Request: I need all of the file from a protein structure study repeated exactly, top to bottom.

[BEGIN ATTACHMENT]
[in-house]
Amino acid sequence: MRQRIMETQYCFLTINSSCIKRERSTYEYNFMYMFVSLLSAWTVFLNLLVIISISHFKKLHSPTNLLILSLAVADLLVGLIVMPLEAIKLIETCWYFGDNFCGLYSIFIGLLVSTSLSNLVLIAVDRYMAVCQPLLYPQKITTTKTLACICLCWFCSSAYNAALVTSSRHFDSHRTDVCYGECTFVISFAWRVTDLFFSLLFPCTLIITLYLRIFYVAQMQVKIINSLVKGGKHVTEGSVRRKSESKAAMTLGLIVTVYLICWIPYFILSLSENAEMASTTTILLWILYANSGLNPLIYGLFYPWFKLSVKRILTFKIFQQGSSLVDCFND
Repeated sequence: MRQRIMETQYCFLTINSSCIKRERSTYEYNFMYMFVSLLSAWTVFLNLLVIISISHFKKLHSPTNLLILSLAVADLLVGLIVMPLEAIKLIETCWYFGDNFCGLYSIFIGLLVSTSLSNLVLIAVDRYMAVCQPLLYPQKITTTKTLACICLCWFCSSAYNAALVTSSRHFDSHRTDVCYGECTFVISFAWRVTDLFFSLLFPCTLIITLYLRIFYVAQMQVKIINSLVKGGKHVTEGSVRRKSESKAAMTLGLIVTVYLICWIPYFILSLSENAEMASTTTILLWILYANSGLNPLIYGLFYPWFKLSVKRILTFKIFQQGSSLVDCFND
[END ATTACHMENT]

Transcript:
[in-house]
Amino acid sequence: MRQRIMETQYCFLTINSSCIKRERSTYEYNFMYMFVSLLSAWTVFLNLLVIISISHFKKLHSPTNLLILSLAVADLLVGLIVMPLEAIKLIETCWYFGDNFCGLYSIFIGLLVSTSLSNLVLIAVDRYMAVCQPLLYPQKITTTKTLACICLCWFCSSAYNAALVTSSRHFDSHRTDVCYGECTFVISFAWRVTDLFFSLLFPCTLIITLYLRIFYVAQMQVKIINSLVKGGKHVTEGSVRRKSESKAAMTLGLIVTVYLICWIPYFILSLSENAEMASTTTILLWILYANSGLNPLIYGLFYPWFKLSVKRILTFKIFQQGSSLVDCFND
Repeated sequence: MRQRIMETQYCFLTINSSCIKRERSTYEYNFMYMFVSLLSAWTVFLNLLVIISISHFKKLHSPTNLLILSLAVADLLVGLIVMPLEAIKLIETCWYFGDNFCGLYSIFIGLLVSTSLSNLVLIAVDRYMAVCQPLLYPQKITTTKTLACICLCWFCSSAYNAALVTSSRHFDSHRTDVCYGECTFVISFAWRVTDLFFSLLFPCTLIITLYLRIFYVAQMQVKIINSLVKGGKHVTEGSVRRKSESKAAMTLGLIVTVYLICWIPYFILSLSENAEMASTTTILLWILYANSGLNPLIYGLFYPWFKLSVKRILTFKIFQQGSSLVDCFND